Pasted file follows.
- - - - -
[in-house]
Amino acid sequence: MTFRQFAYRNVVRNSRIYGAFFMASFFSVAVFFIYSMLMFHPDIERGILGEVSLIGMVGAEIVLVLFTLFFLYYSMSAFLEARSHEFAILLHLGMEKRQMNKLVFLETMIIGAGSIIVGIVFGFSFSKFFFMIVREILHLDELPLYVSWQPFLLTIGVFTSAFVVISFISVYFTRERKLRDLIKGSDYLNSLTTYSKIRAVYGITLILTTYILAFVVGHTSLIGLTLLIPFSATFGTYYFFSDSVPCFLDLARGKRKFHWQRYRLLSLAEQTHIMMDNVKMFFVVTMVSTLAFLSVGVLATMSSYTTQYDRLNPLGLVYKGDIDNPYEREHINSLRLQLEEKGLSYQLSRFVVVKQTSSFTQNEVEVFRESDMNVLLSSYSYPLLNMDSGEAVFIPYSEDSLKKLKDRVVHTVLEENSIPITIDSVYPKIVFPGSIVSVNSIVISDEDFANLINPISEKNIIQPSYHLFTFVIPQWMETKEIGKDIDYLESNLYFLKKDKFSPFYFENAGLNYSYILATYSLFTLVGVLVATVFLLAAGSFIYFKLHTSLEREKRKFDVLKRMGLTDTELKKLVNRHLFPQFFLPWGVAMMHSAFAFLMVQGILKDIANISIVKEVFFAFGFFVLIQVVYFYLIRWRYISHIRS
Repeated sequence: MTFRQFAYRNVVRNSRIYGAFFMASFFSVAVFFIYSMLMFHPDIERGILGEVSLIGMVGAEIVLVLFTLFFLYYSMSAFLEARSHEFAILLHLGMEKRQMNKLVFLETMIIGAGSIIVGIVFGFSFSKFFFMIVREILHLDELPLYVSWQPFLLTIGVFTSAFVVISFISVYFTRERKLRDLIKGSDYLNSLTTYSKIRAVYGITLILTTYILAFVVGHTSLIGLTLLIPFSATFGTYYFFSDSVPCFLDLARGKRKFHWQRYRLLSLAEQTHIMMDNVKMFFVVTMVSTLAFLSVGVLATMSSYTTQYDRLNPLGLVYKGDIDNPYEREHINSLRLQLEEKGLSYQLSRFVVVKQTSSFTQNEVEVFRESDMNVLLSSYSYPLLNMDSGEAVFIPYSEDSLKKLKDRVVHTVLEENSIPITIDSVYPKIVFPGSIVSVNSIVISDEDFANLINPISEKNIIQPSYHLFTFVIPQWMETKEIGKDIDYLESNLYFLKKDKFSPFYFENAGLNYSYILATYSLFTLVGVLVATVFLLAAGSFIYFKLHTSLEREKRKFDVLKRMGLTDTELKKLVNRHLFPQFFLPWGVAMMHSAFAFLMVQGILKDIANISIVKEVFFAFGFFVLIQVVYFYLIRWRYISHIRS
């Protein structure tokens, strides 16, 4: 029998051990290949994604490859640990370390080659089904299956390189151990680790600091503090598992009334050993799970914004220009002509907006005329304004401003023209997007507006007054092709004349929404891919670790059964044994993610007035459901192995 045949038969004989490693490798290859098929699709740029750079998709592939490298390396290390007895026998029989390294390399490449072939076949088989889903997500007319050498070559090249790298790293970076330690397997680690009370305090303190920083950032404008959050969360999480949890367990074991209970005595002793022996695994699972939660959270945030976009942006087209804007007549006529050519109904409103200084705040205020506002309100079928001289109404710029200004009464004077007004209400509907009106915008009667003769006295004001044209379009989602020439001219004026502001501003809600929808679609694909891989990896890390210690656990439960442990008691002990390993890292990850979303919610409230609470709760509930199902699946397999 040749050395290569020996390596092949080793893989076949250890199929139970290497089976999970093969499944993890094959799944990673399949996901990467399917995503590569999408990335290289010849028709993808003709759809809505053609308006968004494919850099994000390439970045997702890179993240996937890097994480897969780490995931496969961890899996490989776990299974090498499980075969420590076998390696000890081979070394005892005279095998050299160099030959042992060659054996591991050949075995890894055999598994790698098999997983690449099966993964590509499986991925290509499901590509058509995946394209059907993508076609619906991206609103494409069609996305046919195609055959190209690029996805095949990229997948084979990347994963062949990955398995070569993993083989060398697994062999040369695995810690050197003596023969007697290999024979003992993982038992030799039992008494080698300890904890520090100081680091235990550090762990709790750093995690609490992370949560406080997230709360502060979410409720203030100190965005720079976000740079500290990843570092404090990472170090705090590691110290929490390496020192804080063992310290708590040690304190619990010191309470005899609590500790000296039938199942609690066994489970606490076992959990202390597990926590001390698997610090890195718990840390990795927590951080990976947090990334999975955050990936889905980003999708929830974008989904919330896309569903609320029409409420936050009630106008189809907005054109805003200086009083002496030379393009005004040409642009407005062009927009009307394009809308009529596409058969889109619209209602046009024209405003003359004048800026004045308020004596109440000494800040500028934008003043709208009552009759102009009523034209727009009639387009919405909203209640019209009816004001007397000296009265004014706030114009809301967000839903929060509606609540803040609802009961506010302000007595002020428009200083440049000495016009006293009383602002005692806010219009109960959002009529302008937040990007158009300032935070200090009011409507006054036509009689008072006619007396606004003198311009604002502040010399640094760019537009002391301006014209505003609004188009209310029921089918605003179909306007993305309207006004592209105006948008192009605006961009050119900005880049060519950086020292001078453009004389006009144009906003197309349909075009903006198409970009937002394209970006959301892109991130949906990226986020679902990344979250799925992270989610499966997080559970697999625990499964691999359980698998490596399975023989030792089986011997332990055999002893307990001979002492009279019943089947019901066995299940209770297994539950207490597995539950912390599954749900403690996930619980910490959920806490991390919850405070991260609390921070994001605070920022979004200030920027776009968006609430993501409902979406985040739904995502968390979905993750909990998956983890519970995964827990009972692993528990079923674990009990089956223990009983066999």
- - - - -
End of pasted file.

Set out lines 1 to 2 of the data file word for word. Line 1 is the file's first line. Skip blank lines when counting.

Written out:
[in-house]
Amino acid sequence: MTFRQFAYRNVVRNSRIYGAFFMASFFSVAVFFIYSMLMFHPDIERGILGEVSLIGMVGAEIVLVLFTLFFLYYSMSAFLEARSHEFAILLHLGMEKRQMNKLVFLETMIIGAGSIIVGIVFGFSFSKFFFMIVREILHLDELPLYVSWQPFLLTIGVFTSAFVVISFISVYFTRERKLRDLIKGSDYLNSLTTYSKIRAVYGITLILTTYILAFVVGHTSLIGLTLLIPFSATFGTYYFFSDSVPCFLDLARGKRKFHWQRYRLLSLAEQTHIMMDNVKMFFVVTMVSTLAFLSVGVLATMSSYTTQYDRLNPLGLVYKGDIDNPYEREHINSLRLQLEEKGLSYQLSRFVVVKQTSSFTQNEVEVFRESDMNVLLSSYSYPLLNMDSGEAVFIPYSEDSLKKLKDRVVHTVLEENSIPITIDSVYPKIVFPGSIVSVNSIVISDEDFANLINPISEKNIIQPSYHLFTFVIPQWMETKEIGKDIDYLESNLYFLKKDKFSPFYFENAGLNYSYILATYSLFTLVGVLVATVFLLAAGSFIYFKLHTSLEREKRKFDVLKRMGLTDTELKKLVNRHLFPQFFLPWGVAMMHSAFAFLMVQGILKDIANISIVKEVFFAFGFFVLIQVVYFYLIRWRYISHIRS